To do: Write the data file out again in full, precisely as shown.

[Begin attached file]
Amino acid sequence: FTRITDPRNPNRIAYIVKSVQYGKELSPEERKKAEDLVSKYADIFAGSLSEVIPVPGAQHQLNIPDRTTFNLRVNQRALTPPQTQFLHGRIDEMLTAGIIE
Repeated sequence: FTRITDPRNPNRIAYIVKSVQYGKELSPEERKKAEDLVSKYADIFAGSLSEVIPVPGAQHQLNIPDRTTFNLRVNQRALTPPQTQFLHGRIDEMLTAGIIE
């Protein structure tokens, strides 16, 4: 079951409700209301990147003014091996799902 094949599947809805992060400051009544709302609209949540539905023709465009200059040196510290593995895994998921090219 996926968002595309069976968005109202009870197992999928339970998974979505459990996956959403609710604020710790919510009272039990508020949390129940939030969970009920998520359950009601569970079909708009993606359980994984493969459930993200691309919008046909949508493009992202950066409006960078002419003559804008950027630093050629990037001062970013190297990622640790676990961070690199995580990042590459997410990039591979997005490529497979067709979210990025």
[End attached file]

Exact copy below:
Amino acid sequence: FTRITDPRNPNRIAYIVKSVQYGKELSPEERKKAEDLVSKYADIFAGSLSEVIPVPGAQHQLNIPDRTTFNLRVNQRALTPPQTQFLHGRIDEMLTAGIIE
Repeated sequence: FTRITDPRNPNRIAYIVKSVQYGKELSPEERKKAEDLVSKYADIFAGSLSEVIPVPGAQHQLNIPDRTTFNLRVNQRALTPPQTQFLHGRIDEMLTAGIIE
């Protein structure tokens, strides 16, 4: 079951409700209301990147003014091996799902 094949599947809805992060400051009544709302609209949540539905023709465009200059040196510290593995895994998921090219 996926968002595309069976968005109202009870197992999928339970998974979505459990996956959403609710604020710790919510009272039990508020949390129940939030969970009920998520359950009601569970079909708009993606359980994984493969459930993200691309919008046909949508493009992202950066409006960078002419003559804008950027630093050629990037001062970013190297990622640790676990961070690199995580990042590459997410990039591979997005490529497979067709979210990025």